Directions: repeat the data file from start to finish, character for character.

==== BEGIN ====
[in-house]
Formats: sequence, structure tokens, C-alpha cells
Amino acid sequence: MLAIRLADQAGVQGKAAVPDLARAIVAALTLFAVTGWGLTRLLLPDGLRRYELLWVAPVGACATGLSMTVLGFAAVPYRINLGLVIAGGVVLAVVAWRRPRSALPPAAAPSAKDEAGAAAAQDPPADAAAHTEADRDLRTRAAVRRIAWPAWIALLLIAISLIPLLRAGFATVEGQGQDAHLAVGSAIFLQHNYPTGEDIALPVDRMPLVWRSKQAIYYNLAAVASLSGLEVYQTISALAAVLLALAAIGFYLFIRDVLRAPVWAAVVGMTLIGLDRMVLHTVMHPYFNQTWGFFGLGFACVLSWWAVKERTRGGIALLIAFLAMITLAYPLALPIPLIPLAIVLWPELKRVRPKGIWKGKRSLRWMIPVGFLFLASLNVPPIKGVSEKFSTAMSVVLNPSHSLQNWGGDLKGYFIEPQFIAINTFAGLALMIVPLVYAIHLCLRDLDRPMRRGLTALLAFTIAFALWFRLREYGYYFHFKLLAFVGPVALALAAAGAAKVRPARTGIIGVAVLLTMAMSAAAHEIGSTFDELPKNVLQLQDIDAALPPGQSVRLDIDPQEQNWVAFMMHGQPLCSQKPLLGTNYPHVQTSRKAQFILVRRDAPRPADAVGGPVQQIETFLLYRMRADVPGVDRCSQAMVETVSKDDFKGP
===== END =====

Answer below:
[in-house]
Formats: sequence, structure tokens, C-alpha cells
Amino acid sequence: MLAIRLADQAGVQGKAAVPDLARAIVAALTLFAVTGWGLTRLLLPDGLRRYELLWVAPVGACATGLSMTVLGFAAVPYRINLGLVIAGGVVLAVVAWRRPRSALPPAAAPSAKDEAGAAAAQDPPADAAAHTEADRDLRTRAAVRRIAWPAWIALLLIAISLIPLLRAGFATVEGQGQDAHLAVGSAIFLQHNYPTGEDIALPVDRMPLVWRSKQAIYYNLAAVASLSGLEVYQTISALAAVLLALAAIGFYLFIRDVLRAPVWAAVVGMTLIGLDRMVLHTVMHPYFNQTWGFFGLGFACVLSWWAVKERTRGGIALLIAFLAMITLAYPLALPIPLIPLAIVLWPELKRVRPKGIWKGKRSLRWMIPVGFLFLASLNVPPIKGVSEKFSTAMSVVLNPSHSLQNWGGDLKGYFIEPQFIAINTFAGLALMIVPLVYAIHLCLRDLDRPMRRGLTALLAFTIAFALWFRLREYGYYFHFKLLAFVGPVALALAAAGAAKVRPARTGIIGVAVLLTMAMSAAAHEIGSTFDELPKNVLQLQDIDAALPPGQSVRLDIDPQEQNWVAFMMHGQPLCSQKPLLGTNYPHVQTSRKAQFILVRRDAPRPADAVGGPVQQIETFLLYRMRADVPGVDRCSQAMVETVSKDDFKGP